And I still am. The truth is—to quote Tom Waits—I don’t wanna float a broom. Sure, I’ve got a day gig, but I selected one that allows me to spend the bulk of my time writing. Sure, I’ve got Cup O’ Noodles for lunch today, but I’d rather worry over problems in my novel while eating that than worry about what I didn’t do (and why the hell didn’t I?) while dining on finer fare. Is that childish, or at the very least child-like? Probably…there’s some modicum of reality in the dichotomy between the miserable miner in Pitfall and his playful, creative boy. All children make art, while only very few adults still do, respectively. And yet, it takes the experience and insight of a grown-up to create something like Teshigahara and Abe’s harrowing masterpiece, or the marvelous Peter Straub novel I’m presently reading, for that matter, or anything of real consequence. Well, except Mozart. And Béla Bartók. Oh, and Picasso, of course.

And Alexander Pope, Leonardo Da Vinci, Albrecht Dürer…but there are always exceptions to the rule, right?

All right, so there are no absolutes. But that’s not my point. My point is that it takes a certain refusal to heed mean old Paul of Tarsus’ admonition to “put away childish things” to pursue what one might vaguely describe as artistic undertakings. (Though I would argue a good life philosophy would be to always circumvent Paul—that guy was such a prick. For realsies.) Does this mean every so-called artist is as much of an immature child as I am? Certainly not. I categorically refuse to wear neckties regardless of the occasion, I never finish my vegetables, I’d have Reese’s™ cereal every morning if my wife would let me, and I never—never—wear pants on weekends. I’d be like this if I never wrote a word in my life. But I argue it is because of my childishness that I am able to tap into that energy, to access those aspects Herr Kant’s perceptual manifold, as it were. It is my Key to the Kingdom, and if it means that I indulge in the occasional flatulence competition and helplessly titter at every perceived adianoeta (heh, I said titter), then so be it.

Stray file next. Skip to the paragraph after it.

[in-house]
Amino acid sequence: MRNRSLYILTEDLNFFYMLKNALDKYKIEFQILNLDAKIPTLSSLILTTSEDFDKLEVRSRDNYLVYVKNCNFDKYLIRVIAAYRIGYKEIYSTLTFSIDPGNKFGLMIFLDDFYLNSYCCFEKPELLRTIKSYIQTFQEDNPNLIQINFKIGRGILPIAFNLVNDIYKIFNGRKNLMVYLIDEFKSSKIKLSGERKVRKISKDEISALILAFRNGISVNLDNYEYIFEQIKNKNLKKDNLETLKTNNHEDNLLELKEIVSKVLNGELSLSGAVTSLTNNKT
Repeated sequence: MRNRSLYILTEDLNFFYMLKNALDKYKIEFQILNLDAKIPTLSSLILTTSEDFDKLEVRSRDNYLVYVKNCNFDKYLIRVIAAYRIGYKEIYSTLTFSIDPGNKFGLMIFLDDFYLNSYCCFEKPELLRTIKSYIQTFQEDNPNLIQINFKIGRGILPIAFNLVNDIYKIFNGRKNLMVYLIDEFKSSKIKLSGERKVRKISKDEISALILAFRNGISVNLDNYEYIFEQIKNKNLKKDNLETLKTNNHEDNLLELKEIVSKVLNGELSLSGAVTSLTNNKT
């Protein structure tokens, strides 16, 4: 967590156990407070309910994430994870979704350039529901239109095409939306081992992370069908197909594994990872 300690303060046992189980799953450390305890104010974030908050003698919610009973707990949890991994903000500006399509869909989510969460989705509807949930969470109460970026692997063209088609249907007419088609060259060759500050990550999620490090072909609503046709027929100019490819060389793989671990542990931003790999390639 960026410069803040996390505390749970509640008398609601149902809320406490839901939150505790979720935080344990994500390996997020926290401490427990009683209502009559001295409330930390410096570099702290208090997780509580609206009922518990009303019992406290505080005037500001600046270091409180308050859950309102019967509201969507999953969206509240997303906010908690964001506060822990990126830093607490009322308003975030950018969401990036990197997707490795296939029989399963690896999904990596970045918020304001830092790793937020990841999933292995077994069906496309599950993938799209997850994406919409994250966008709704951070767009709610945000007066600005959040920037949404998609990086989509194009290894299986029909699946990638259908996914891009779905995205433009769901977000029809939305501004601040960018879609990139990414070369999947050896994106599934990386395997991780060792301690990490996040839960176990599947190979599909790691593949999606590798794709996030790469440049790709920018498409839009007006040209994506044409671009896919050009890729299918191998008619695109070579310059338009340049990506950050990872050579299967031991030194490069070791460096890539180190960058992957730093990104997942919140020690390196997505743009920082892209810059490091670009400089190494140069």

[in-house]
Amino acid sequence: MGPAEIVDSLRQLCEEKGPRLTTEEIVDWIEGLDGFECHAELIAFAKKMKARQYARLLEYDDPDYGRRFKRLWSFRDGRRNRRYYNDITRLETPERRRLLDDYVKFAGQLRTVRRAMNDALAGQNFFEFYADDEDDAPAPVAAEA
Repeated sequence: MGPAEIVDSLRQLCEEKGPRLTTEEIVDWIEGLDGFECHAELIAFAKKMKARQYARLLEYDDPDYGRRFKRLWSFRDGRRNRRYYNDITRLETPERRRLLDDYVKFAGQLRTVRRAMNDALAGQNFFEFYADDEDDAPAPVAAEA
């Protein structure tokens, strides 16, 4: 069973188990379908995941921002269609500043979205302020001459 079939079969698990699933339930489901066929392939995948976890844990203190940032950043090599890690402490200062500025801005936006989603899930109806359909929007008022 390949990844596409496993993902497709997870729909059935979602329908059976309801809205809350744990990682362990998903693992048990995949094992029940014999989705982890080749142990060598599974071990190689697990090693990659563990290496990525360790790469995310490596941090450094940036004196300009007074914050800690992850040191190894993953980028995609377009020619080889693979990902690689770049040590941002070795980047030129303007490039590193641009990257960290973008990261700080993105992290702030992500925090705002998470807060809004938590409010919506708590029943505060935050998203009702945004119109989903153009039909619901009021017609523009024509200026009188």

Yes, I am a child, and no, I don’t want to grow up. One of my greatest heroes, a well-known author, once offered a sound piece of advice to me upon my request for whatever kernels of wisdom he had for a young writer. “Don’t do it,” he said. “Not unless you have to.” It isn’t prudent, you see—I think that’s what he was telling me—nor is it in any way sensible to seek this calling. Don’t do it—it’s irrational, absurd, a child’s dream.

Yep. Absolutely. And it’s mine, all mine.